The Storer family papers comprise 11 letters and 5 military documents, spanning 1851-1865. Alexander Storer wrote the four earliest letters during a trip around New York and Ohio in July 1851. In these letters, written to his wife and children, he gave detailed descriptions of viewing Niagara Falls, and commented on his food and accommodations.
George Storer wrote three letters in the collection in May and June 1863, during his service with the 27th Connecticut Infantry. On May 2, 1863, he recounted a surprise visit from his father and sister at camp, and noted that his regiment awaited orders to go to Washington, D.C. On June 10, 1863, he wrote about the dullness of camp life, his rations, and having an ambrotype taken, which he considered "poor" and decided not to send home.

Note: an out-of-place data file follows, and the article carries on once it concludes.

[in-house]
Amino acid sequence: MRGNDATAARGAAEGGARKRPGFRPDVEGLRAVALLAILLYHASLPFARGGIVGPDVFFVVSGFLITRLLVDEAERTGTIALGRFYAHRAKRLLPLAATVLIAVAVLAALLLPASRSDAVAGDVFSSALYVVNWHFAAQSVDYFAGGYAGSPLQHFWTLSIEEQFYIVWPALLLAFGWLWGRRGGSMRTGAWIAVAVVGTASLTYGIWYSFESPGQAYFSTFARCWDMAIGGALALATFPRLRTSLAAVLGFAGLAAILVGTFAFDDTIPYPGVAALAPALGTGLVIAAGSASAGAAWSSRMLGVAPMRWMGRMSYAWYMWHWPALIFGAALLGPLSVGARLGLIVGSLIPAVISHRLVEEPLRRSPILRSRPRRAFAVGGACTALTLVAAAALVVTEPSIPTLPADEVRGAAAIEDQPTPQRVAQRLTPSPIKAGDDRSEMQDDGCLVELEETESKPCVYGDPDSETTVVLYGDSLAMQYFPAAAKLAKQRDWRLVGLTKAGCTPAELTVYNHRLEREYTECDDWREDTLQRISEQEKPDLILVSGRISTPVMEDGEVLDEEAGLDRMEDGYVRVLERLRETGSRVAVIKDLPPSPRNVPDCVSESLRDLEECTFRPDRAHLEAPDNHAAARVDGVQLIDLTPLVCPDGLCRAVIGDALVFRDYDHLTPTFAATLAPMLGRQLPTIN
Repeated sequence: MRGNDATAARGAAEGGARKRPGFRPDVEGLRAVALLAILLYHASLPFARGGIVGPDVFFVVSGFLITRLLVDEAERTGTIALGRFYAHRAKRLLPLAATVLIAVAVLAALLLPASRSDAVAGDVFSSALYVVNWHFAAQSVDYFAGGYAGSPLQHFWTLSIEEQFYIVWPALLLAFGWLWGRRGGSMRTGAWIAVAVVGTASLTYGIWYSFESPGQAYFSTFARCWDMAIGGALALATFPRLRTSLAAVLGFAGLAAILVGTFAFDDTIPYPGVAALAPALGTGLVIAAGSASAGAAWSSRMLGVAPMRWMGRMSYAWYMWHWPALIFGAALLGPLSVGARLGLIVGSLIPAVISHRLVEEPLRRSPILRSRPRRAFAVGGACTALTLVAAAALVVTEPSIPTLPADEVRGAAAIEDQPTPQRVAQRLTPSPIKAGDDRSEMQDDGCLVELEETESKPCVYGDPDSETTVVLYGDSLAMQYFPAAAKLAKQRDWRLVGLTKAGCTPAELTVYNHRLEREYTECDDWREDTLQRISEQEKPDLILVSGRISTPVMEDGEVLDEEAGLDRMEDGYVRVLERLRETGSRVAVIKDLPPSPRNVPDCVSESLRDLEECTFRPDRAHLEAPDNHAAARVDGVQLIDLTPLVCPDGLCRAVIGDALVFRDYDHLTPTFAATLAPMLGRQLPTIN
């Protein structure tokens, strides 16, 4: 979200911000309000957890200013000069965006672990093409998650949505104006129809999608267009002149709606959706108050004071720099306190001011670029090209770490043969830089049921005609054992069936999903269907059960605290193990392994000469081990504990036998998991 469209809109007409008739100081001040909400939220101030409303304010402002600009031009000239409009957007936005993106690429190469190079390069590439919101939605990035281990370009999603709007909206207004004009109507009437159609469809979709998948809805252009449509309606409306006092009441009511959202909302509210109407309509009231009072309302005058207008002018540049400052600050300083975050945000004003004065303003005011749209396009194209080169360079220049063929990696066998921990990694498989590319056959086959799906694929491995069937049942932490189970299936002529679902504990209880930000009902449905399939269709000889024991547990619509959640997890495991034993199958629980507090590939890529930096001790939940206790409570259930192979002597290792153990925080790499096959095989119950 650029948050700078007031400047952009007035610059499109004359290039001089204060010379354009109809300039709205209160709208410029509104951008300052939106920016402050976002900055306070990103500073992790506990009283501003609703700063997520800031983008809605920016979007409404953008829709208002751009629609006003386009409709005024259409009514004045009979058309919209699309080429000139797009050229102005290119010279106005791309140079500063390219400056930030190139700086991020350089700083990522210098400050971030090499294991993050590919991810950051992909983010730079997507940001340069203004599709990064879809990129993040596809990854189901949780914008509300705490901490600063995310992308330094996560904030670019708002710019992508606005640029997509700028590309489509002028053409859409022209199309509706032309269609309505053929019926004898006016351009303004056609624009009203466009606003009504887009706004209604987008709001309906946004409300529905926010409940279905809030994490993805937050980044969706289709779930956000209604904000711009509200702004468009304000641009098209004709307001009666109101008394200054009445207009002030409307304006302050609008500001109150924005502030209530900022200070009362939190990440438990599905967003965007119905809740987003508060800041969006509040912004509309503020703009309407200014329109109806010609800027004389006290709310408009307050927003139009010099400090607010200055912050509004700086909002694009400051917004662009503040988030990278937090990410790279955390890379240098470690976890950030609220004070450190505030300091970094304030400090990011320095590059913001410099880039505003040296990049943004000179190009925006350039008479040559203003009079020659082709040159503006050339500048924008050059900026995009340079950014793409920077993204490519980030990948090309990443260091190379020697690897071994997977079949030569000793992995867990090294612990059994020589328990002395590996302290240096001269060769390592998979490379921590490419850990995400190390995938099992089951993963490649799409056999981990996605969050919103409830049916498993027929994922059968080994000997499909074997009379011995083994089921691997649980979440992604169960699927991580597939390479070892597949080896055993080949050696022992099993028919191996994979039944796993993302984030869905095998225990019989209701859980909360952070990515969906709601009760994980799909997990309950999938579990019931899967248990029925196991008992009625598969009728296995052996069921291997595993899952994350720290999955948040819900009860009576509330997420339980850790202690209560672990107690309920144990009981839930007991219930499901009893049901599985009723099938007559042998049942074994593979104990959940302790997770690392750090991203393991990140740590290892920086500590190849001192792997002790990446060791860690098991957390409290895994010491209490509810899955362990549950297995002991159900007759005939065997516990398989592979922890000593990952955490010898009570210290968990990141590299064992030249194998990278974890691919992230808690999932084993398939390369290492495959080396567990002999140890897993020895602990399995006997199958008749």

Justus Storer contributed three letters. He described the opening of a pie shop next to his camp and his hopes of getting a furlough (November 22, 1863), the halting of furloughs (December 17, 1863), a yellow fever outbreak, and plans to look for a wife (December 2, 1864). His friend Adelbert H. Whaley, also in the 15th Connecticut Infantry, wrote one letter, in which he described the death of a sergeant, furloughs allowing soldiers to vote, and new recruits, some of whom he characterized as "the worst kind of dead beats" (September 27, 1864).
The Document series contains five items related to the Civil War service the Storer brothers. The items concerning Justus Storer are an 1862 appointment as 4th sergeant, an 1865 promotion to 1st sergeant, and 1865 discharge papers. Also included are an 1863 draft notice for Henry Storer, and a letter of introduction, allowing Alexander Storer to visit his son George in Annapolis.